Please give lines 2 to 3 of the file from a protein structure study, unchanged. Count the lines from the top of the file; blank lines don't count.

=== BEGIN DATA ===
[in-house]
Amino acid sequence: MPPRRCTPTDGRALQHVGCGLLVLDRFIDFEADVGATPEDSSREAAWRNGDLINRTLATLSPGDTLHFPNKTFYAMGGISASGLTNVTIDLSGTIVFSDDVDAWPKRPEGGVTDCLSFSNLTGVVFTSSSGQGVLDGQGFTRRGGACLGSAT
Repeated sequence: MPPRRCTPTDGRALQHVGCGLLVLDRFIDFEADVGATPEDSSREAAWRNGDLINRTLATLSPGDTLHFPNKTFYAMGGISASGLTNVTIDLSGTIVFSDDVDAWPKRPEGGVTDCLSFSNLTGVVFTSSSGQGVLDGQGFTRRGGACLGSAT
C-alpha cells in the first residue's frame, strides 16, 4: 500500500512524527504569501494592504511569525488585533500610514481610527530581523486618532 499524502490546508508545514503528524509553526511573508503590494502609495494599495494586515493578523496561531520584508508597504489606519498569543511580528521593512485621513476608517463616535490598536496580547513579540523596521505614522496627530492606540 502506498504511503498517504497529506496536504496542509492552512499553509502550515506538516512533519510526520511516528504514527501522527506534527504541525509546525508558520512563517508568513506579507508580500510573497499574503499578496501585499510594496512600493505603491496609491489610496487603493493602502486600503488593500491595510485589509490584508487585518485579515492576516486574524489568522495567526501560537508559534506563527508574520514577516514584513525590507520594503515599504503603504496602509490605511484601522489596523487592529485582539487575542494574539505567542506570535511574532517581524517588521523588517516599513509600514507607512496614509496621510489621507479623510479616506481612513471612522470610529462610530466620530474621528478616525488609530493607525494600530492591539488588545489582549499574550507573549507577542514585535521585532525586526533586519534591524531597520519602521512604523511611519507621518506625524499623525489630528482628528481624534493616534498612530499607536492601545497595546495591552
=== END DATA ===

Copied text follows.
Amino acid sequence: MPPRRCTPTDGRALQHVGCGLLVLDRFIDFEADVGATPEDSSREAAWRNGDLINRTLATLSPGDTLHFPNKTFYAMGGISASGLTNVTIDLSGTIVFSDDVDAWPKRPEGGVTDCLSFSNLTGVVFTSSSGQGVLDGQGFTRRGGACLGSAT
Repeated sequence: MPPRRCTPTDGRALQHVGCGLLVLDRFIDFEADVGATPEDSSREAAWRNGDLINRTLATLSPGDTLHFPNKTFYAMGGISASGLTNVTIDLSGTIVFSDDVDAWPKRPEGGVTDCLSFSNLTGVVFTSSSGQGVLDGQGFTRRGGACLGSAT